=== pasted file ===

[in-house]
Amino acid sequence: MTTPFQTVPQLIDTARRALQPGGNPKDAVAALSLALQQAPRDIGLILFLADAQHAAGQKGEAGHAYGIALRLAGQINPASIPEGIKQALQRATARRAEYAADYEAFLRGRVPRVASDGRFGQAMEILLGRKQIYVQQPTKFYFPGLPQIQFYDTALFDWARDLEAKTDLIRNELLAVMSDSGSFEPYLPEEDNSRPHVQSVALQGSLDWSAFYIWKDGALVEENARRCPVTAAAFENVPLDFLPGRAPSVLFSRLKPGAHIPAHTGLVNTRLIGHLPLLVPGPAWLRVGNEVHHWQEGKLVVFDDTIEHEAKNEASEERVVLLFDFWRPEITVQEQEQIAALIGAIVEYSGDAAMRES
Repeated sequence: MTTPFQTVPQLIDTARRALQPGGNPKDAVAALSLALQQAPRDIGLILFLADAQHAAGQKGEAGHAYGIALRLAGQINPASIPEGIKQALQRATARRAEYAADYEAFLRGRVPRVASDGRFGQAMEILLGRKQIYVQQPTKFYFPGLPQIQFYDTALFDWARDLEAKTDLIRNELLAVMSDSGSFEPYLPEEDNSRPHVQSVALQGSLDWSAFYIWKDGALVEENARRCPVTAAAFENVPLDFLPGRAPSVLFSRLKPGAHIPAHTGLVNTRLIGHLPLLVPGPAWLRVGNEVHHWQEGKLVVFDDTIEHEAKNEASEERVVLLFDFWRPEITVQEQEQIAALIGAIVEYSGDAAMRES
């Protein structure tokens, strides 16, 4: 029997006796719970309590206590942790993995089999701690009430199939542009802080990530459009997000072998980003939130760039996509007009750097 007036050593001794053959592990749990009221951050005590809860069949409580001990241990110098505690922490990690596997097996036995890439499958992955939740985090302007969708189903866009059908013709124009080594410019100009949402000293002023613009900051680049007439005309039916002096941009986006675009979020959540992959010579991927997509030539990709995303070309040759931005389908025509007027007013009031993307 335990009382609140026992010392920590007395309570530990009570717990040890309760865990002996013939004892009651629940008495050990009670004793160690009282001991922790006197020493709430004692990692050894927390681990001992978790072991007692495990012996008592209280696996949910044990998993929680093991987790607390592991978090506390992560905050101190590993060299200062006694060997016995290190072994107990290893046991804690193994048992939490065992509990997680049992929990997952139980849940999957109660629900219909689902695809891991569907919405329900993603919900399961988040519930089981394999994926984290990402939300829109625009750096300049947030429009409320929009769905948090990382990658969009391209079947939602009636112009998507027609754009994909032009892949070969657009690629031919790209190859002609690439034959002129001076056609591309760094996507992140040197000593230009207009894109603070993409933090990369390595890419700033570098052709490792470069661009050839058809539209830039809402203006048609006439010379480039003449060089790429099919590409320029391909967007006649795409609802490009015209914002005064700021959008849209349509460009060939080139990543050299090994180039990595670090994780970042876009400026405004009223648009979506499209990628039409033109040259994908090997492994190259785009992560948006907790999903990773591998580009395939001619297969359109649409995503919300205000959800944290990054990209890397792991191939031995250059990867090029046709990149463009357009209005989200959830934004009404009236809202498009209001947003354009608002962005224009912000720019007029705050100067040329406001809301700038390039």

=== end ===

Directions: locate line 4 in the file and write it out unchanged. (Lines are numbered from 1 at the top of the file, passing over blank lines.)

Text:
């Protein structure tokens, strides 16, 4: 029997006796719970309590206590942790993995089999701690009430199939542009802080990530459009997000072998980003939130760039996509007009750097 007036050593001794053959592990749990009221951050005590809860069949409580001990241990110098505690922490990690596997097996036995890439499958992955939740985090302007969708189903866009059908013709124009080594410019100009949402000293002023613009900051680049007439005309039916002096941009986006675009979020959540992959010579991927997509030539990709995303070309040759931005389908025509007027007013009031993307 335990009382609140026992010392920590007395309570530990009570717990040890309760865990002996013939004892009651629940008495050990009670004793160690009282001991922790006197020493709430004692990692050894927390681990001992978790072991007692495990012996008592209280696996949910044990998993929680093991987790607390592991978090506390992560905050101190590993060299200062006694060997016995290190072994107990290893046991804690193994048992939490065992509990997680049992929990997952139980849940999957109660629900219909689902695809891991569907919405329900993603919900399961988040519930089981394999994926984290990402939300829109625009750096300049947030429009409320929009769905948090990382990658969009391209079947939602009636112009998507027609754009994909032009892949070969657009690629031919790209190859002609690439034959002129001076056609591309760094996507992140040197000593230009207009894109603070993409933090990369390595890419700033570098052709490792470069661009050839058809539209830039809402203006048609006439010379480039003449060089790429099919590409320029391909967007006649795409609802490009015209914002005064700021959008849209349509460009060939080139990543050299090994180039990595670090994780970042876009400026405004009223648009979506499209990628039409033109040259994908090997492994190259785009992560948006907790999903990773591998580009395939001619297969359109649409995503919300205000959800944290990054990209890397792991191939031995250059990867090029046709990149463009357009209005989200959830934004009404009236809202498009209001947003354009608002962005224009912000720019007029705050100067040329406001809301700038390039």